Level Designer

  • Level Designer

Level design, like the larger task of game development, is a collaborative process that integrates art assets, script elements, character interaction, and environment layout to create an exciting player experience. The job of the level designer is not simply to conceive of an idea for a level, but to take that idea and fully realize it in the 3-D environment.


The level designer works under the supervision of the lead level designer, and is responsible for the total environment of a game level, as well as all of the assets and characters that inhabit it. In the conceptual stage, the level designer imagines a chapter in the overarching storyline of the game. He or she must determine where this chapter will take place, what characters and objects the player will encounter, and what the objectives of the level will be. These initial ideas are brought to the table at design meetings with the level artists, character artists, programmers, and other staff, where revisions are made and new ideas integrated. Then the level designer draws up design documentation that details a complete list of required assets and explains objectives and environment layout.

Based on the design documentation, the level designer creates visual representations of the playable space; these begin as rough sketches, and are refined to architectural blueprints for buildings or topographical maps for exterior landscapes. On those two-dimensional layouts, the level designer marks each asset to be placed in the environment, including where events take place, sound effects, and the placement of scripts that trigger those elements. Eventually the 2-D representations evolve into 3-D wireframes that are the skeletal foundation of the level’s environment. In the 3-D space, the level designer places marks for all assets and plots paths for enemy movement. Based on those wireframes, the level artists port in their work to clothe the scenery, and the other artists and programmers contribute audio effects, props, and additional characters.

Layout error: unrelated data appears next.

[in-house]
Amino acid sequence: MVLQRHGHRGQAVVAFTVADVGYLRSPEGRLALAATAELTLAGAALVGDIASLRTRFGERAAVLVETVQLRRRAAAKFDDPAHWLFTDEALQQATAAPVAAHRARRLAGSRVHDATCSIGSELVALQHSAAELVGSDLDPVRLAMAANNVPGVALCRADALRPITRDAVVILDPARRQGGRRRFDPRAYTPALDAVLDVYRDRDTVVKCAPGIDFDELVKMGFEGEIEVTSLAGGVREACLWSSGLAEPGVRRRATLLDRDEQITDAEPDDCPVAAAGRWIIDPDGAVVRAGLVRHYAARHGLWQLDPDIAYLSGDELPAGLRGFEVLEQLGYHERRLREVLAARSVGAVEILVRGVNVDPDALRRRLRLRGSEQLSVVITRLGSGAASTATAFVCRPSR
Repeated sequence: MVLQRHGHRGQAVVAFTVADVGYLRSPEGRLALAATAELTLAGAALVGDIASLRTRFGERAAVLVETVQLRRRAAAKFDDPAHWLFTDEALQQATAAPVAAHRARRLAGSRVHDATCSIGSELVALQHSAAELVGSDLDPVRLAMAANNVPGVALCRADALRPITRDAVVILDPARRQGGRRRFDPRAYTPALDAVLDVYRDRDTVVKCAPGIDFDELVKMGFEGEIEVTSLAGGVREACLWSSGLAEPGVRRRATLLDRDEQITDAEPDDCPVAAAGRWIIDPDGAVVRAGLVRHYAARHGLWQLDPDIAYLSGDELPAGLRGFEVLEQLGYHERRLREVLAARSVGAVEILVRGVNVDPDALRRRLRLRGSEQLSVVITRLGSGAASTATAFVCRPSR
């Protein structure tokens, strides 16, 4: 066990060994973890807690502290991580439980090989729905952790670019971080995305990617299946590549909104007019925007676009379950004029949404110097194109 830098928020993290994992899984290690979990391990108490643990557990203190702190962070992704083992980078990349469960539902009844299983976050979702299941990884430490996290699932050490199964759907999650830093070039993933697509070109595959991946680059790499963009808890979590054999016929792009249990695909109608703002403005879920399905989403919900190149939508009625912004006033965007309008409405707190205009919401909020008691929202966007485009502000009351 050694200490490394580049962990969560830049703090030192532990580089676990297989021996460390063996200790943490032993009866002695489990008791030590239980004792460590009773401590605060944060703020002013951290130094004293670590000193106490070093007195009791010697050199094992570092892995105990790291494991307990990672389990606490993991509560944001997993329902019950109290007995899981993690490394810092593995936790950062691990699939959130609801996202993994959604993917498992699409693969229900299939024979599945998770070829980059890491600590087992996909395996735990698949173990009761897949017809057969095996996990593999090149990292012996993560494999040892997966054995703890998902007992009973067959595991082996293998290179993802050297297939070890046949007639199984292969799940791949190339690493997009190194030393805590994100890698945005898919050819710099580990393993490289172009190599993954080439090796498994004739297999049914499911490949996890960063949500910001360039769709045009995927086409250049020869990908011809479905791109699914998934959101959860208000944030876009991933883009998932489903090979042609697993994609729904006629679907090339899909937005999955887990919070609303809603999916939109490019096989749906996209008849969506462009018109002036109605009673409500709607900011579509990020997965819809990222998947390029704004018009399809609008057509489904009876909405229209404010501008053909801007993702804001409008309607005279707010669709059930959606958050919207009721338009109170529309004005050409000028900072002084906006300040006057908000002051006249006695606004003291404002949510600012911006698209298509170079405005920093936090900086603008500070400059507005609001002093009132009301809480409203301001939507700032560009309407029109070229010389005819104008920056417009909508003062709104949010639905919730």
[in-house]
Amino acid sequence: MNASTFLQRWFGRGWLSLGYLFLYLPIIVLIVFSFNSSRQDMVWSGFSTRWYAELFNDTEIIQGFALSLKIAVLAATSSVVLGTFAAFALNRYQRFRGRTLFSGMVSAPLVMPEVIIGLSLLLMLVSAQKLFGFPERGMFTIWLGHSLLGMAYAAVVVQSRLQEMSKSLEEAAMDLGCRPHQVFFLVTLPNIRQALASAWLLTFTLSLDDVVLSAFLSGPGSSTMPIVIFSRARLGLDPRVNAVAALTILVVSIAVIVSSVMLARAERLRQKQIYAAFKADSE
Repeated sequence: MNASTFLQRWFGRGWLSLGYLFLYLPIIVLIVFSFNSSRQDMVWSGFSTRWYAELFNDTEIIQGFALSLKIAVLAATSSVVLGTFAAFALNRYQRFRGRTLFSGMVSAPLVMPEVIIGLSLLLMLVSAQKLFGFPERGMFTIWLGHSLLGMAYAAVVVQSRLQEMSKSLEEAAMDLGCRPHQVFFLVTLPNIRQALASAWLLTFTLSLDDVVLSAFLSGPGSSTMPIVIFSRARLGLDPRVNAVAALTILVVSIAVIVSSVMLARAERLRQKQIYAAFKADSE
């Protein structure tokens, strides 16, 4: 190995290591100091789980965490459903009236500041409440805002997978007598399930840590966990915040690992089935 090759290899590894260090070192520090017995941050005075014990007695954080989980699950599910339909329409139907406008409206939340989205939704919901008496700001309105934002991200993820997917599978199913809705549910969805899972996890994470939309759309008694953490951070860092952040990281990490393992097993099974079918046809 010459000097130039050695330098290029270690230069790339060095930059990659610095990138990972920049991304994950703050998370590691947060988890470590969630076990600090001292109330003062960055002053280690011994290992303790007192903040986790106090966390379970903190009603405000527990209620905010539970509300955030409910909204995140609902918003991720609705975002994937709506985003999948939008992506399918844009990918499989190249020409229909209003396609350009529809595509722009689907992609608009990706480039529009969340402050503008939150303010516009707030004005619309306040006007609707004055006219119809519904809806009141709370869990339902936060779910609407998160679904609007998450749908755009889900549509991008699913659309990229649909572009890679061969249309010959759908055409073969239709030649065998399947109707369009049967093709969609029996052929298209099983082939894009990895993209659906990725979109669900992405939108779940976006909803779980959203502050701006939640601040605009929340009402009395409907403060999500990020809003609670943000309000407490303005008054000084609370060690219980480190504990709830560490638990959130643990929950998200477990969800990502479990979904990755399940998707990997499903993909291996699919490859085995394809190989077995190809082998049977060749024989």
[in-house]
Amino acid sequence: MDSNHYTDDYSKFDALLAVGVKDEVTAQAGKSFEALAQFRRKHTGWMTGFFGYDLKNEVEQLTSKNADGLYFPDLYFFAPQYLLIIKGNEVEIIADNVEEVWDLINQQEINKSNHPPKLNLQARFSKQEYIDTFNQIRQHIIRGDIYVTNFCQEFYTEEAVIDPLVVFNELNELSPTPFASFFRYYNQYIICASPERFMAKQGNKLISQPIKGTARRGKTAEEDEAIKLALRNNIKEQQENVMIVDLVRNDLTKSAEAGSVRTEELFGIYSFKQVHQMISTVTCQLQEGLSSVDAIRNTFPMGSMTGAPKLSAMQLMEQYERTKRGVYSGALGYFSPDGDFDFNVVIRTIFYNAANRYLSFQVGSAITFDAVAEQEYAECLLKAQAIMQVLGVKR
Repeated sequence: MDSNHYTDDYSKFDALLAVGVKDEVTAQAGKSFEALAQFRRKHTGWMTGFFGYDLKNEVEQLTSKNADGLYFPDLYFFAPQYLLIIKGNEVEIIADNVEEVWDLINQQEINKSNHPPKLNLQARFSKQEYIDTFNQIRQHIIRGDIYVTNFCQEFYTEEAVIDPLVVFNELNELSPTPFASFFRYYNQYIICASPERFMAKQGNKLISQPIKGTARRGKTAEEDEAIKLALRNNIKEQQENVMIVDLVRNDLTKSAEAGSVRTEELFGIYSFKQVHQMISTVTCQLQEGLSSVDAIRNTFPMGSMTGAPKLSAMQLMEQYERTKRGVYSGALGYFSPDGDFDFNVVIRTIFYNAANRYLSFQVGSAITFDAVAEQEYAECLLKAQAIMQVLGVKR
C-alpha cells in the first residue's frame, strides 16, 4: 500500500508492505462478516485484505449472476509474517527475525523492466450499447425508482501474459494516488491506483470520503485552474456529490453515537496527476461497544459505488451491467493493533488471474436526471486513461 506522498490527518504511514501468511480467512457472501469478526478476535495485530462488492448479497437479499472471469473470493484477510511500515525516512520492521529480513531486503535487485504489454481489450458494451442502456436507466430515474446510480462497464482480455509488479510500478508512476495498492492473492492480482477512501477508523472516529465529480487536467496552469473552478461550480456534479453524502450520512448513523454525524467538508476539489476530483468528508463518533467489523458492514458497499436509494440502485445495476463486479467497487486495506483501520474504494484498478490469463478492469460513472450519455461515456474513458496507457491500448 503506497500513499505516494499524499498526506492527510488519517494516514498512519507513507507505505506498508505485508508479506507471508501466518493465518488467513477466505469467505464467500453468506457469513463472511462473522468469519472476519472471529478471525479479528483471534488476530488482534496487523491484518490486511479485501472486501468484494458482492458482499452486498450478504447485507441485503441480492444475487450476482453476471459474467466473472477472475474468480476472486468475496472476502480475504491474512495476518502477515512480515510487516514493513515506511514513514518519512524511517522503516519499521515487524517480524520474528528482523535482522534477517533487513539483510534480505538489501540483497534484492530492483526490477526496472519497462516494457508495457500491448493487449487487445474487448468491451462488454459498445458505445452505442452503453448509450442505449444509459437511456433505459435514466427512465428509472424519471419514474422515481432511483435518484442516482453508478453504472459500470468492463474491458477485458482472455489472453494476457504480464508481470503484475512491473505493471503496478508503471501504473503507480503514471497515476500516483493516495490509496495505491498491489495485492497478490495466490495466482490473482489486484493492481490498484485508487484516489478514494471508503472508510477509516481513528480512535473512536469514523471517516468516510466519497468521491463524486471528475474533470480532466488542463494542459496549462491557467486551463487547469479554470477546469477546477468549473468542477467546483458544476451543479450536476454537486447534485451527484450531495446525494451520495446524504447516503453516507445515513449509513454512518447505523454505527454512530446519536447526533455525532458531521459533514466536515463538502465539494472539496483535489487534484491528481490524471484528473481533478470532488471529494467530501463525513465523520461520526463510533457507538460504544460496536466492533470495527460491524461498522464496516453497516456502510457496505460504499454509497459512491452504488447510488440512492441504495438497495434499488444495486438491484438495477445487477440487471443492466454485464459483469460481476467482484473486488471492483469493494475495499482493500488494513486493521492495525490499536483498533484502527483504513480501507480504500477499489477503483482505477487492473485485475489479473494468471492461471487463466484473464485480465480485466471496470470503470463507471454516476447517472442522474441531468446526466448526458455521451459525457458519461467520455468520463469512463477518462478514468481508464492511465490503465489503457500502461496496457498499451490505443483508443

Skills & Education

In a sense, the level designer is part game writer, part artist, and part engineer; therefore, this individual is expected to have a broad range of skills and experience. A college degree in game design, computer programming, or fine art is a great place to begin, but game studios regularly employ designers from varied educational backgrounds. More important is artistic talent, a methodical personality, and a creative mind. A level designer must be proficient in the use of tools like Maya and 3ds Max; experience with AutoCAD and scripting languages is extremely beneficial. Courses in industrial design, architecture, and graphic design are also useful in diversifying your skill set.

What to Expect

Level designers are typically assigned to only one or two levels in a game, and as the master of that domain, have a great deal of freedom. While he or she must stay within the established parameters of story, character, and visual aesthetic, the designer is given the latitude to creatively explore those parameters. Working with the numerous individuals who will contribute to the level, this person is free to imagine locations, enemy movement, vehicles, weapons, battle scenarios, and mission objectives. However, the job also requires considerable planning and a methodical approach to organization; from the perspective of the player, the level designer enters the conceptual space and must consider every possible variation of action and consequence to provide for those variables in design documentation. This highly collaborative job demands the designer work in sync with combat systems designers, mission designers, and other contributors to deliver a finished level that is as well-organized and visually interesting as it is fun to play.


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